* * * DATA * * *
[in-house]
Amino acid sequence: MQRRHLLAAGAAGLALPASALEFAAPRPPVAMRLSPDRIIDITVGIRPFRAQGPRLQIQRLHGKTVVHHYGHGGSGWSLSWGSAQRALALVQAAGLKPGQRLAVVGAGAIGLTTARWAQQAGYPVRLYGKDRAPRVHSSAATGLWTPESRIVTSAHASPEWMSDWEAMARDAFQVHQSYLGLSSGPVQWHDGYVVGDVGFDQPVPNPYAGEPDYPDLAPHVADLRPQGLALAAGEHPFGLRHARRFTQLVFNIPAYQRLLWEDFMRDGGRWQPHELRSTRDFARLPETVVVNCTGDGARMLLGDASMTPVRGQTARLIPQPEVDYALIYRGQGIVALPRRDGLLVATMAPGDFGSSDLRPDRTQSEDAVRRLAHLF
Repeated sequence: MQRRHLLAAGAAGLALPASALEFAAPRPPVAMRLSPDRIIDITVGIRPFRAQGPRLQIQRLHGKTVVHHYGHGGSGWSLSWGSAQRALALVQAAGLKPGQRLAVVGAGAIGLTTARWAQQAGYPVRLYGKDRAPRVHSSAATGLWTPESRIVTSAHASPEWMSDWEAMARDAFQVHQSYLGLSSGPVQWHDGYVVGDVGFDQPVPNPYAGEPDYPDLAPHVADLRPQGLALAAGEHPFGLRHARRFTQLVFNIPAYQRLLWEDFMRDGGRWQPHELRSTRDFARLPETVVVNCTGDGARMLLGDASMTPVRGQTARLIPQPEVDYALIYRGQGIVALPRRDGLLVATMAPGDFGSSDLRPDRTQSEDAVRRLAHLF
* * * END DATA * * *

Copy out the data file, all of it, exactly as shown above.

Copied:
[in-house]
Amino acid sequence: MQRRHLLAAGAAGLALPASALEFAAPRPPVAMRLSPDRIIDITVGIRPFRAQGPRLQIQRLHGKTVVHHYGHGGSGWSLSWGSAQRALALVQAAGLKPGQRLAVVGAGAIGLTTARWAQQAGYPVRLYGKDRAPRVHSSAATGLWTPESRIVTSAHASPEWMSDWEAMARDAFQVHQSYLGLSSGPVQWHDGYVVGDVGFDQPVPNPYAGEPDYPDLAPHVADLRPQGLALAAGEHPFGLRHARRFTQLVFNIPAYQRLLWEDFMRDGGRWQPHELRSTRDFARLPETVVVNCTGDGARMLLGDASMTPVRGQTARLIPQPEVDYALIYRGQGIVALPRRDGLLVATMAPGDFGSSDLRPDRTQSEDAVRRLAHLF
Repeated sequence: MQRRHLLAAGAAGLALPASALEFAAPRPPVAMRLSPDRIIDITVGIRPFRAQGPRLQIQRLHGKTVVHHYGHGGSGWSLSWGSAQRALALVQAAGLKPGQRLAVVGAGAIGLTTARWAQQAGYPVRLYGKDRAPRVHSSAATGLWTPESRIVTSAHASPEWMSDWEAMARDAFQVHQSYLGLSSGPVQWHDGYVVGDVGFDQPVPNPYAGEPDYPDLAPHVADLRPQGLALAAGEHPFGLRHARRFTQLVFNIPAYQRLLWEDFMRDGGRWQPHELRSTRDFARLPETVVVNCTGDGARMLLGDASMTPVRGQTARLIPQPEVDYALIYRGQGIVALPRRDGLLVATMAPGDFGSSDLRPDRTQSEDAVRRLAHLF